In the CapraTek: Succession Planning simulation, identify the three best candidates for the plant manager
position, interview each candidate, and select your top choice. Create a career development plan for the
For this assessment, you will use the CapraTek: Succession Planning simulation. Using this simulation,
featuring a fictitious technology organization, requires you to make decisions about the best candidates for a
plant manager position, to interview the candidates, and to select your top candidate in order to create a career
Note: The assessments in this course build upon each other, so you are strongly encouraged to complete them
By successfully completing this assessment, you will demonstrate your proficiency in the following course
competencies and assessment criteria:
Assess an organization’s strategic plan for training.
Analyze how succession planning supports an organization’s strategic training plan.
Competency 5: Identify effective organizational processes and roles for employee development.
Articulate why candidates were selected to be interviewed.
Develop a career development plan for the chosen candidate.
Analyze the selection of a candidate to hire for a position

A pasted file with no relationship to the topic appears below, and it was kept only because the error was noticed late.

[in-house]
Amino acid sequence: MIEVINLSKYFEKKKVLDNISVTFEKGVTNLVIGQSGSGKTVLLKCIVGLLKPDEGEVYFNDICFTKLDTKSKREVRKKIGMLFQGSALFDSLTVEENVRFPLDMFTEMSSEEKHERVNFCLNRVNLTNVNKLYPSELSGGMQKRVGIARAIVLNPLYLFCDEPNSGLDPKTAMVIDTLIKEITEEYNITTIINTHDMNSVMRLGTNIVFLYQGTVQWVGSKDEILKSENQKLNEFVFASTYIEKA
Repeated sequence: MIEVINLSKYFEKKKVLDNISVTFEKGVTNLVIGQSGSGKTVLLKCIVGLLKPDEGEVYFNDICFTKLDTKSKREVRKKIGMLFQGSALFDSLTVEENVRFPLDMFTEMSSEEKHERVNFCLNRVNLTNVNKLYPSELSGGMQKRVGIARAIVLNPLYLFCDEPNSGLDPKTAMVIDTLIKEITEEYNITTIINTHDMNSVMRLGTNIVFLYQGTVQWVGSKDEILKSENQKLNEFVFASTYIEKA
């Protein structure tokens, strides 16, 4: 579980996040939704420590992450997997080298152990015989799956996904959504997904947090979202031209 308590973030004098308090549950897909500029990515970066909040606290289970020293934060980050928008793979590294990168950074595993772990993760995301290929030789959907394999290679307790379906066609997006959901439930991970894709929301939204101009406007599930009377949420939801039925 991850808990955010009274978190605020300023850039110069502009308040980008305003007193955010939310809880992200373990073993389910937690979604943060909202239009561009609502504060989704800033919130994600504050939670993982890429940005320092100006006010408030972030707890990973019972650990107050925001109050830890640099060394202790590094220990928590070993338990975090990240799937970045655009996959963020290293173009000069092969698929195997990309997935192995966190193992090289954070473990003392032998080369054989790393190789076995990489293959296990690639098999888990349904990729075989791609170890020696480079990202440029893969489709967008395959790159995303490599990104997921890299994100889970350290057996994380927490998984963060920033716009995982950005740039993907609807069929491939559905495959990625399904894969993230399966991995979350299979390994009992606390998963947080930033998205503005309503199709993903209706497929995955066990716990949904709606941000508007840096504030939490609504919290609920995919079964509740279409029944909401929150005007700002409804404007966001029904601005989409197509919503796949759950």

decrease the productive ability of an economy. Examples of unfavorable shocks involve a raise in oil prices for an importing nation. Such shocks have an inclination of raising prices and slowing down the economy by the increasing costs of production and reducing lucrativeness at the same time (Guillermo & Rodrigo 2008). The second plausible cause of stagnation is inappropriate macroeconomic strategies. For example, letting an extreme growth in the supply of currency can escalate inflation, and the government can generate stagnation by using intense regulation of goods and the labor market. These two aspects performed an important role in triggering the 1970s worldwide stagflation that led to the fall of Keynesian economics. The stagflation began with huge increases in oil prices and continued, because central banks used the intense simulative monetary policy to solve the recession. The fall of Keynesianism also credited to the fact that many economists did not take into account the probability of stagflation (Blinder, 2013). Historical data pointed out that high unemployment rates were related with low inflation rates and vice versa, as shown in the Phillips curve (Khan Academy, 2017). The theory was that a high demand for goods increased prices, which in turn stimulated companies to employ more people. Likewise, high employment rates augmented demand. During the 1970s stagflation, it became obvious that the link between inflation rates and employment levels was sometimes unstable. As a result, macroeconomists were unconvinced about Keynesianism, eventually steering to the end of the impact of Keynesian theories in economic strategies. Monetarist economists, such as Edmund Phelps and Milton Friedman clarified a shift in the Phillips curve: they maintained that when companies and workers anticipated high inflation, there was a shifting up of the Phillips curve, suggesting that high inflation can occur at any rate of unemployment (Khan Academy, 2017). Unambiguously, they argued that if inflation remained high for many years, workers and companies would begin emphasizing its consequences during wage negotiations, causing in a quick increase of earnings and firms’ prices, which further quickened inflation. This enlightenment was an extreme case of criticism of Keynesianism, and Keynesians progressively agreed the explanation. This reduced Keynesianism spread and influence on>GET ANSWER